Obamacare and the Post Hoc Ergo Propter Hoc Problem

Since Obamacare as we know it could be subjected to some wrenching changes as soon as this Thursday, it’s a good time to take stock of its relative popularity. And the big trend, as noted by Mark Blumenthal and Jonathan Cohn at HuffPost, is no trend at all:

While the popularity of “Obamacare” has fluctuated a bit in the five-plus years since it became law, the amazing thing is how little public opinion has changed. Roughly speaking, a little more than 40 percent of Americans approve of the law, while around 50 percent disapprove — though the precise numbers vary a bit from survey to survey. The public doesn’t support repealing the law, as Republicans would prefer, and at least some people disapprove of the Affordable Care Act because they like the idea of it but wish it went further. But Americans have not wholeheartedly embraced the law, as its proponents have long hoped.

Blumenthal and Cohn go on to evaluate, using data from the Kaiser Family Foundation, the various reasons for the law’s image remaining mildly negative, with the most important being that people totally unaffected by the law who are Republicans really hate it because every single clue they’ve been given about it from Republican leaders and conservative media has been negative. But the hostility of Republicans and GOP-leaners has not been matched by enthusiasm from Democrats and their leaners:

Powerful as it is, the continuing partisan divide cannot tell the entire story. If it did, then the health care law would have a net positive rating, since more Americans identify or lean Democratic than Republican. When Kaiser researchers — again, at HuffPost’s request — tallied more than 8,000 interviews they’d conducted over the course of the year they found that intensity of opinion is much stronger among Republicans than Democrats and that Republicans are more likely to rate the law unfavorably than Democrats are to rate it favorably.

So what’s the mystery factor? The best guess is that people are holding the law responsible for all of the problems of the health care system — including those like rising deductibles, narrowing hospital networks, or even long waits at the doctor’s office that most experts believe have little or nothing to do with the law itself….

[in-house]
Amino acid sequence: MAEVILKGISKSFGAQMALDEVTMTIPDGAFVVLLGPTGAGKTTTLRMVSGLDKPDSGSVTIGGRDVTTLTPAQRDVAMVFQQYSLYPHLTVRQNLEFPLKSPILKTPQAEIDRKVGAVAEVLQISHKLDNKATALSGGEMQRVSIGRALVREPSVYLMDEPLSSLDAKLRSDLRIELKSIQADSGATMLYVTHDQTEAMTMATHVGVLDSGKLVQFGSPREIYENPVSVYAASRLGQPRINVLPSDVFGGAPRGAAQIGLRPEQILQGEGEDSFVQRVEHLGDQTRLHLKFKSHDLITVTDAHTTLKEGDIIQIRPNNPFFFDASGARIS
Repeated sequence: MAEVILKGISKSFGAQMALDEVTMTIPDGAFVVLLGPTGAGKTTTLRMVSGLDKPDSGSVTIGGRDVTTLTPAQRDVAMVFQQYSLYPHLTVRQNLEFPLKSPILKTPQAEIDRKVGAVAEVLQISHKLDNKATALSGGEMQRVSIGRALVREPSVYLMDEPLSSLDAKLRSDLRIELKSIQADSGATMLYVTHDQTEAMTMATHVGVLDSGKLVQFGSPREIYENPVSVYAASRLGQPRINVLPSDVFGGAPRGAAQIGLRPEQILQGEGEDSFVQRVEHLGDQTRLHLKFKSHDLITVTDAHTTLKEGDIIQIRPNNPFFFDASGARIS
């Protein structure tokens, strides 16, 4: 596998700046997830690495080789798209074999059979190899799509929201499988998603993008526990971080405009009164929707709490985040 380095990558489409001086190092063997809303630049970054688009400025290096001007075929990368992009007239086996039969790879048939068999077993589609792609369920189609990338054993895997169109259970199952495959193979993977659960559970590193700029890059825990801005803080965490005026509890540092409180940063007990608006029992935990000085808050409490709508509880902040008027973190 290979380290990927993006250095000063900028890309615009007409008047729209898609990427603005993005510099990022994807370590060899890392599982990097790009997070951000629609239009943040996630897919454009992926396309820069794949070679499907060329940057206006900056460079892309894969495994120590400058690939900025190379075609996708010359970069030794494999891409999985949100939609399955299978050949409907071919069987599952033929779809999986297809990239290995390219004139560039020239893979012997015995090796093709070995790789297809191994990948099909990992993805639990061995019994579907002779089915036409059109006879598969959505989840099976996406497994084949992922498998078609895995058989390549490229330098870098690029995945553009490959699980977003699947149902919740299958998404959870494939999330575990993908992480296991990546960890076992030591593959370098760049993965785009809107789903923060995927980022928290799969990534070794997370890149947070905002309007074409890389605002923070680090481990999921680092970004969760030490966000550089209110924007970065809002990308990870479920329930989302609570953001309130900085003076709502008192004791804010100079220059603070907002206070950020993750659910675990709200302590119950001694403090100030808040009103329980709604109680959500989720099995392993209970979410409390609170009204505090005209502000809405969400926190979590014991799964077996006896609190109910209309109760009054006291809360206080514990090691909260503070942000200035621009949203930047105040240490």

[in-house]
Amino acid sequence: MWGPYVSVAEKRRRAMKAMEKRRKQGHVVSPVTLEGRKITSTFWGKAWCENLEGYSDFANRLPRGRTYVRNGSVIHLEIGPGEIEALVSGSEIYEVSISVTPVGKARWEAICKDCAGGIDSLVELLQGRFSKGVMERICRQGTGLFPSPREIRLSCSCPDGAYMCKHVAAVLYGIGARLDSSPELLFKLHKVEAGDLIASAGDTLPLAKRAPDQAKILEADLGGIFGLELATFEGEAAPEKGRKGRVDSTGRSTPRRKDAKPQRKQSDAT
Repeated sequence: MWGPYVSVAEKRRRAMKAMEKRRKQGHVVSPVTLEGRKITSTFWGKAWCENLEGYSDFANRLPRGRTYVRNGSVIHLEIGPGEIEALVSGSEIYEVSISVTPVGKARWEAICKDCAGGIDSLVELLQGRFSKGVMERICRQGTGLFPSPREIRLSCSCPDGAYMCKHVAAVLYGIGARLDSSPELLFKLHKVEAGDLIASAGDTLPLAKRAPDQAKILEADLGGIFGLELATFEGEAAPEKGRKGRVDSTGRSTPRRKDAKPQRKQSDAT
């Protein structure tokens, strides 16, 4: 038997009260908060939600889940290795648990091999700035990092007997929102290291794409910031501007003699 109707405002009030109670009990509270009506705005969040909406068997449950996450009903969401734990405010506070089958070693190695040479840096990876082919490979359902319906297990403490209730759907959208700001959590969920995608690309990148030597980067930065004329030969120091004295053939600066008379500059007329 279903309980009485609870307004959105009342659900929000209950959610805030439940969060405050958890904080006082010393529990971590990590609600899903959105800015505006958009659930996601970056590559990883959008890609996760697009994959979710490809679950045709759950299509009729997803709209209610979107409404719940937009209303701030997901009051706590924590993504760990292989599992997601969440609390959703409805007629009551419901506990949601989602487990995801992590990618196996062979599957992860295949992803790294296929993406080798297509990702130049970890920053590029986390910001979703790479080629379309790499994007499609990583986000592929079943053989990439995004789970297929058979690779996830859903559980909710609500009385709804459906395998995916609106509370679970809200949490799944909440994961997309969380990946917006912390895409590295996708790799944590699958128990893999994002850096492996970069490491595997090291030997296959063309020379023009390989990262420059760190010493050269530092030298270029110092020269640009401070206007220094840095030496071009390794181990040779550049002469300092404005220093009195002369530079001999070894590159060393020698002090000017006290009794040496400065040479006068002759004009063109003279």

Maybe the single best example of this is the reaction to rising costs that polls have detected, especially among those largely unaffected by the changes to insurance mandated by the ACA. In the March Kaiser tracking survey, just over a third of Americans with employer-sponsored insurance reported that the new law had “directly hurt” (24 percent) their families. Why? On a follow-up question, most respondents — including 30 percent of all Republicans, 15 percent of independents and 6 percent of Democrats — said it was because the law “increased your health care or health insurance costs.”

But insurance premiums go up every year. That was true before the ACA became law and it remains true after. And since the law’s enactment they’ve actually risen more slowly than before. The historically low inflation is actually one of the most remarkable developments in health care today. And while economists debate over what role, if any, the health care law has played in this progress, there’s no compelling evidence that the law has made employer insurance premiums — the premiums most people see — rise more quickly.

Similarly, out-of-pocket costs really are rising and they are rising more quickly than wages, which is a big reason why people feel their impact. The law’s critics frequently complain about rising deductibles, as if the law were responsible for them — citing, among other things, a recent Commonwealth Fund report on the increases in out-of-pocket costs for consumers. But as Sara Collins, a vice-president of the Fund and co-author of that study, told HuffPost, “the trend in higher deductibles began well before the Affordable Care Act… the trend is entirely separate from the Affordable Care Act.” In fact, for people buying coverage on their own, the law sets limits on out-of-pocket expenses that insurers can charge — something that many plans lacked before.

This is known in logic as the “post hoc ergo propter hoc” (after this therefore because of this) fallacy, which is extraordinarily common and the source of all sorts of superstitions and mistaken impressions. And it’s not a terribly surprising problem when you consider the combination of hype (positive and negative) and complexity surrounding the Affordable Care Act.

By enacting such sweeping legislation, Obama and his allies tied their law to everything that happens in health care — good and bad and in between. And by largely avoiding changes that affect most Americans, they gave most people little reason to doubt the cues they get from the news and their partisan leaders.

The “questionable cause” fallacy is also, of course, a problem for Obama in other areas, too, notably the blame he has assumed for economic conditions he inherited, whose persistence, moreover, owes a great deal to Republican obstruction.

As for Obamacare, we can only hope Americans who blame the law for all the “preexisting conditions” in the health care system don’t find out otherwise because its benefits have been abruptly taken away by the U.S. Supreme Court.

Ed Kilgore

Ed Kilgore, a Monthly contributing editor, is a columnist for the Daily Intelligencer, New York magazine’s politics blog, and the managing editor for the Democratic Strategist.